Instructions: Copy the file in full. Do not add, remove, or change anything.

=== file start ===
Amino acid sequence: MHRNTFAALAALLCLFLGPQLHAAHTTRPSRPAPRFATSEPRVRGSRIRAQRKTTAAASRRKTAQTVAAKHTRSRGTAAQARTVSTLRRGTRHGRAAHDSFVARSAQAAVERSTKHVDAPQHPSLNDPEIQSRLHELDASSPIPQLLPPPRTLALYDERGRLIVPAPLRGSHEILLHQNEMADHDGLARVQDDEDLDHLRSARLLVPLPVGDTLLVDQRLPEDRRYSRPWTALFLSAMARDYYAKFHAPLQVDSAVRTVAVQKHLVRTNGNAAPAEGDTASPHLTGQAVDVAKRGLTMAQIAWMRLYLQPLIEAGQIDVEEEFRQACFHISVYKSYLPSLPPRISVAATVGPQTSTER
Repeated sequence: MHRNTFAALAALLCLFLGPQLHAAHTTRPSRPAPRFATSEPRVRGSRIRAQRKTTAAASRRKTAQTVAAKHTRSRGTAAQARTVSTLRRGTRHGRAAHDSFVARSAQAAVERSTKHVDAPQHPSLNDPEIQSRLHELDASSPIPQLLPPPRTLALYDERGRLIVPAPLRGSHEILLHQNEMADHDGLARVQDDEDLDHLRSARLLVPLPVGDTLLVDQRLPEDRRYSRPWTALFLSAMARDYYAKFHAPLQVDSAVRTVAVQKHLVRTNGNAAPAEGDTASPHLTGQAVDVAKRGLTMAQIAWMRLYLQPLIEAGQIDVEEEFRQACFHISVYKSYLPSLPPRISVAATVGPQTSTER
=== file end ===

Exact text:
Amino acid sequence: MHRNTFAALAALLCLFLGPQLHAAHTTRPSRPAPRFATSEPRVRGSRIRAQRKTTAAASRRKTAQTVAAKHTRSRGTAAQARTVSTLRRGTRHGRAAHDSFVARSAQAAVERSTKHVDAPQHPSLNDPEIQSRLHELDASSPIPQLLPPPRTLALYDERGRLIVPAPLRGSHEILLHQNEMADHDGLARVQDDEDLDHLRSARLLVPLPVGDTLLVDQRLPEDRRYSRPWTALFLSAMARDYYAKFHAPLQVDSAVRTVAVQKHLVRTNGNAAPAEGDTASPHLTGQAVDVAKRGLTMAQIAWMRLYLQPLIEAGQIDVEEEFRQACFHISVYKSYLPSLPPRISVAATVGPQTSTER
Repeated sequence: MHRNTFAALAALLCLFLGPQLHAAHTTRPSRPAPRFATSEPRVRGSRIRAQRKTTAAASRRKTAQTVAAKHTRSRGTAAQARTVSTLRRGTRHGRAAHDSFVARSAQAAVERSTKHVDAPQHPSLNDPEIQSRLHELDASSPIPQLLPPPRTLALYDERGRLIVPAPLRGSHEILLHQNEMADHDGLARVQDDEDLDHLRSARLLVPLPVGDTLLVDQRLPEDRRYSRPWTALFLSAMARDYYAKFHAPLQVDSAVRTVAVQKHLVRTNGNAAPAEGDTASPHLTGQAVDVAKRGLTMAQIAWMRLYLQPLIEAGQIDVEEEFRQACFHISVYKSYLPSLPPRISVAATVGPQTSTER